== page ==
Of all England’s difficult assignments this year, none is more taxing than their imminent tour to the desert. There will be times in the United Arab Emirates while playing Pakistan when they will fondly recall the Ashes as a cakewalk and look forward gleefully to facing the world No 1 might of South Africa.
The squads announced for the next leg of this relentless year of Test series (almost all intermingled with the compulsory limited-overs appendages) indicated that the selectors are willing to be bold. Two uncapped players have been picked, along with a third who made the second of his two Test appearances three years ago.
They are Alex Hales, Zafar Ansari and James Taylor. Until recently Hales has been viewed exclusively as a one-day specialist, an opinion reinforced after the 2013 season when he averaged 13.94 in first-class matches. But he has worked hard since then to develop a workable method in the longer game and the selectors decided to ignore his moderate form as an opener in the recent one-day series against Australia.
“I’ve been really happy with how my four-day game has gone in the last couple of years,” said Hales. “It will be my first Test tour, a new environment for me. I’ve got to stay true to myself, keep trusting my technique and keep believing that the changes I’ve made are going to be successful in the international arena.”
It is probable, though not certain, that Hales will become Alastair Cook’s seventh opening partner since the end of his long alliance with Andrew Strauss. There is no place in the touring party for the sixth, Adam Lyth, who had miserable time in the Ashes. Moeen Ali is also a possible contender for the berth, as is, more fancifully, Zafar Ansari.
The selectors have chosen Ansari primarily as the third spinner in a party of 16. He has taken 44 Championship wickets for Surrey in the Second Division this season but has also established himself as an opening batsman in the last two summers and is becoming an authentic professional all-rounder.
Ansari, the younger son of Professor Humayun Ansari, one of the country’s leading researchers into the experience of Muslims in British society, first entered the cricketing conscience in 2011. He was playing for Cambridge University then and dismissed Kevin Pietersen on one of Pietersen’s frequent comebacks.
It was only Ansari’s second wicket in first-class cricket, and since his first had been Cook earlier that season, he was clearly destined for great things. However, the 23-year-old had little time to relish the call. Attempting to take a catch in Surrey’s game against Lancashire at Old Trafford, Ansari injured his left thumb and had to go to hospital. According to Surrey director of cricket Alec Stewart: “It didn’t look good. He was in quite a bit of pain. Fingers crossed for him but seeing him in the dressing room it’s certainly a concern.”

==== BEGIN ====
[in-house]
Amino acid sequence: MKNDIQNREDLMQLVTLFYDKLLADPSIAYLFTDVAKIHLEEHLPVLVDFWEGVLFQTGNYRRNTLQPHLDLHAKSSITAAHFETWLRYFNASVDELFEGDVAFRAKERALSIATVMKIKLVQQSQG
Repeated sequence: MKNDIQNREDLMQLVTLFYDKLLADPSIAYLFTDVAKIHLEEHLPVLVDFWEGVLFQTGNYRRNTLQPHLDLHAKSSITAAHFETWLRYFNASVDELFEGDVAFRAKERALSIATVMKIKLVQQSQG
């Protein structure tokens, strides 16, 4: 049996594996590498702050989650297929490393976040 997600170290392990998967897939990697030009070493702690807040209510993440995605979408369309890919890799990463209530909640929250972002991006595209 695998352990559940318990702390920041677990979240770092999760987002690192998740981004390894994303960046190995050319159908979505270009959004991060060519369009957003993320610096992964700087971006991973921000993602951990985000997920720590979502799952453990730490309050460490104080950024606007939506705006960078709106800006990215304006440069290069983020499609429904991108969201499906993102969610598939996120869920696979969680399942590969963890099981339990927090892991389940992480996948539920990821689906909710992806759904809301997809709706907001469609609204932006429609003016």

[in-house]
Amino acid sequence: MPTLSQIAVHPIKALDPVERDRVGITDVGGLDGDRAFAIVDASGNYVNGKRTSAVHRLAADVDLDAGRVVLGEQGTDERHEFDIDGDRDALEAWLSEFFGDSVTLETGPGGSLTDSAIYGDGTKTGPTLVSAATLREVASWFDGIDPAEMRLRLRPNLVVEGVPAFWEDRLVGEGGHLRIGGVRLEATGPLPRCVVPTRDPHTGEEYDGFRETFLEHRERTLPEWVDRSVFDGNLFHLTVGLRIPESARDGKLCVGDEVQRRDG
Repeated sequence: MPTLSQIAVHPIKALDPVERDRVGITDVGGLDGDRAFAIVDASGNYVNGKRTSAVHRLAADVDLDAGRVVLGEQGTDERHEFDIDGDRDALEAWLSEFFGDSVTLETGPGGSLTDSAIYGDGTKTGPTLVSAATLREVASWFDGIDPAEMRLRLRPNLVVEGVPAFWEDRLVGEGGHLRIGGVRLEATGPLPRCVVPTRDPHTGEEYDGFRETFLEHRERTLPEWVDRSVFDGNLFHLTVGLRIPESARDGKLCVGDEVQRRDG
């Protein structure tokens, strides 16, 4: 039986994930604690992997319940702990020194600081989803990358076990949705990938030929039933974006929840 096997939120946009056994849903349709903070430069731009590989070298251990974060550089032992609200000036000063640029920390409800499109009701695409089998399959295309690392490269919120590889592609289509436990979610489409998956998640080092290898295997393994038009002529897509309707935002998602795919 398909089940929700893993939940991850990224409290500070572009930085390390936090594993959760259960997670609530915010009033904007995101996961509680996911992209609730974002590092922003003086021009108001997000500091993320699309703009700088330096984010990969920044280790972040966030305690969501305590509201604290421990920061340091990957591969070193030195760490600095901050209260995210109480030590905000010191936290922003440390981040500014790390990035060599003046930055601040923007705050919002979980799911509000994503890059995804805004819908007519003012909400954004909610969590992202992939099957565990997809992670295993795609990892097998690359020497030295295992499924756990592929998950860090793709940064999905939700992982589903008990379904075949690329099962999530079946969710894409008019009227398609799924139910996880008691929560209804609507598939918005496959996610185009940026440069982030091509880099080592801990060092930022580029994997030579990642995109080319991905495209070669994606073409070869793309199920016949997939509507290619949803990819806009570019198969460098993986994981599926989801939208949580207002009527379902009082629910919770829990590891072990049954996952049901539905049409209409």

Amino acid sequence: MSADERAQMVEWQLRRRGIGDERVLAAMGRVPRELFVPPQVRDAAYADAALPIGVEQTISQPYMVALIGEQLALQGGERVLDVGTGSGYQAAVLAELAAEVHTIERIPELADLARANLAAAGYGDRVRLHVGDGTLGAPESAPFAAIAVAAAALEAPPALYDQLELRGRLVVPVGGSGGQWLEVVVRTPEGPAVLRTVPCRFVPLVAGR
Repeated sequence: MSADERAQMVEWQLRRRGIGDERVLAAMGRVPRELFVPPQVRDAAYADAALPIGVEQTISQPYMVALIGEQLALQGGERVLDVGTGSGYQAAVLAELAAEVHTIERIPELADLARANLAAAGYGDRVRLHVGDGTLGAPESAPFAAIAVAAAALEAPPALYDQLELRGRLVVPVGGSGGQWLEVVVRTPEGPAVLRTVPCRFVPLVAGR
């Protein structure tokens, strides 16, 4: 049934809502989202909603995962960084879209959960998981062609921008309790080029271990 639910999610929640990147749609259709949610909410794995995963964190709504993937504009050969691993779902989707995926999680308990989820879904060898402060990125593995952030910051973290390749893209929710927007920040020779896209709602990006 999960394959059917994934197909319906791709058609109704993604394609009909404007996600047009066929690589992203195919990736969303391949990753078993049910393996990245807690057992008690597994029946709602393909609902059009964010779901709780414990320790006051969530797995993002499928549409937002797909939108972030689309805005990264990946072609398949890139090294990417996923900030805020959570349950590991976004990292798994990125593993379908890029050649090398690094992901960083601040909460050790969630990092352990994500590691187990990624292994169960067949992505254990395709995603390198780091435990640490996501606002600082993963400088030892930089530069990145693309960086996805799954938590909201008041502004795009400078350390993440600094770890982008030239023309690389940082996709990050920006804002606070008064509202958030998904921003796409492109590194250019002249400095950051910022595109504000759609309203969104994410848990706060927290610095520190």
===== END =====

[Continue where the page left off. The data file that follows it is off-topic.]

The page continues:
The spare batting place in the party has gone to Taylor, who edged out Gary Ballance after prolonged discussion. While the feeling undoubtedly remains that Ballance will eventually score more Test runs, Taylor deserves this latest opportunity to prove myriad doubters wrong.
“The Test arena is a place I have been desperate to get back to, it is the pinnacle of the sport,” he said. Taylor will be vying for the No 5 position in the Test side, at present occupied by Jonny Bairstow, who is also for now the second wicketkeeper. But Bairstow will also challenge Jos Buttler as first-choice wicketkeeper.
The squad is a little top heavy with pace bowlers – five plus Ben Stokes – but there is the question of gelling for South Africa later in the year. The Test squad will be counselled by Mahela Jayawardene, the superb former Sri Lanka batsman, who has been on England’s radar for a while and may have a trick or two up his sleeve about how to play on turning pitches.
Stokes has been rested for the limited-overs section of the tour after playing in all England’s home matches this summer. There is no place in the short-form parties for either Jimmy Anderson or Stuart Broad.
England leave on 30 September and will need to make all they can of the two warm-up games. Pakistan are not quite impregnable in the UAE. They lost the most recent Test against New Zealand last November but it was only the third defeat in 22 Tests there since it became their enforced home five years ago. In 2012 they beat England 3-0.
England had 17 Tests scheduled between last May and next January. So far they have played 10, won five, lost four, drawn one and if they are still in credit after the UAE, things will definitely be on the up.
England squads for UAE tour
Test squad AN Cook (capt), MM Ali, JM Anderson, ZS Ansari, JM Bairstow (wk), IR Bell, SCJ Broad, JC Buttler (wk), ST Finn, AD Hales, LE Plunkett, AU Rashid, JE Root, BA Stokes, JWA Taylor, MA Wood.
ODI squad EJG Morgan (capt), Ali, Bairstow (wk), SW Billings (wk), Buttler (wk), Finn, Hales, Rashid, Root, Roy, Taylor, RJW Topley, DJ Willey, CR Woakes, Wood.
T20 squad Morgan (capt), Ali, Billings (wk), Buttler (wk), Hales, CJ Jordan, SD Parry, Rashid, Root, Roy, Topley, JM Vince, Willey, Woakes, Wood.
13-17 Oct 1st Test, Abu Dhabi
22-26 Oct 2nd Test, Dubai
1-5 Nov 3rd Test, Sharjah CC
Limited-overs dates 11 Nov: 1st ODI, Abu Dhabi; 13 Nov: 2nd ODI, Abu Dhabi; 17 Nov: 3rd ODI, Sharjah CC; 20 Nov: 4th ODI, Dubai; 26 Nov: 1st T20, Dubai; 27 Nov: 2nd T20, Dubai; 30 Nov: 3rd T20, Sharjah CC
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